LONDON, June 30 (Reuters) - Plans for French utility EDF to buy Areva's nuclear business will mean a shake-up in the shareholder structure of Britain's first new nuclear plant to be built in a generation, an official at EDF's British subsidiary said.
EDF is negotiating details for a takeover of struggling Areva's nuclear business valued at 2.7 billion euros ($3 billion), a deal approved by the French government but that could take months to finalise.
EDF has put forward plans for the construction of a new nuclear power station at Hinkley Point in southwest England in which it intends to own a 45-50 percent stake.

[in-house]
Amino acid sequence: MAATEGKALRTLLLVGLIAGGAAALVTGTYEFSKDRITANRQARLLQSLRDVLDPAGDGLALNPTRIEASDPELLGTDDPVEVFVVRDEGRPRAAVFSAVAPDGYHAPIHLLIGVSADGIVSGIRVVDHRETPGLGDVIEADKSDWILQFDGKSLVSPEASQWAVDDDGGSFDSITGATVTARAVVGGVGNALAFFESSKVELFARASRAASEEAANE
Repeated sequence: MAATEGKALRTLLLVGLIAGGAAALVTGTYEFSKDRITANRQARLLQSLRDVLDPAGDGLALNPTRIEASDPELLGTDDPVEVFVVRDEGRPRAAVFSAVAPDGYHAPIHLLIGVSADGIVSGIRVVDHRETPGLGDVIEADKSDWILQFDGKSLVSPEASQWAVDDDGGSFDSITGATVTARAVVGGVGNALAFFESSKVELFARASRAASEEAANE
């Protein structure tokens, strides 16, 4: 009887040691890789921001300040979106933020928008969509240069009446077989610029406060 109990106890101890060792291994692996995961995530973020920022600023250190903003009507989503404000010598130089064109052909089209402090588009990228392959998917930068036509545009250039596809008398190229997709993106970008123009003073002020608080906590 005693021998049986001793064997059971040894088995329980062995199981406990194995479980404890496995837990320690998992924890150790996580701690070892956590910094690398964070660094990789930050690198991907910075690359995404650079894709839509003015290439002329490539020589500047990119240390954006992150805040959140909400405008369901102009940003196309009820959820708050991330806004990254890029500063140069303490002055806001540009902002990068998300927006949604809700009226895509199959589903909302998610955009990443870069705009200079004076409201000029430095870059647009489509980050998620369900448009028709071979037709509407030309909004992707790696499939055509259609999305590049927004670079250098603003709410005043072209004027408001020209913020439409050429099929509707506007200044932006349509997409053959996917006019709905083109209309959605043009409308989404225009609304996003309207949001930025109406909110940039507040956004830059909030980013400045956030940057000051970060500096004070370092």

Reactor maker Areva was expected to cover 10 percent of the equity, while two Chinese nuclear firms will own 30-40 percent and additional stakeholders up to 15 percent.
However, an EDF takeover of Areva's nuclear business would cancel out the 10 percent stake dedicated to the French firm, meaning the company will have to re-assess its equity structure if the deal goes through.
"The talks between Areva, EDF and the French government will have an effect on the central structure of the project," said Paul Spence, director of strategy at EDF's British subsidiary EDF Energy, at an industry event on Tuesday.
He declined to say whether this meant bringing a new investor on board.
EDF has yet to take a final investment decision on building the new nuclear plant at Hinkley Point.
Britain's new Energy Minister Andrea Leadsom said at the same event she was confident EDF would make its decision soon.
"There's a whole raft of different factors involved and it's progressing nicely," she told reporters at the conference. ($1 = 0.8933 euros) (Reporting by Karolin Schaps; Editing by Keith Weir)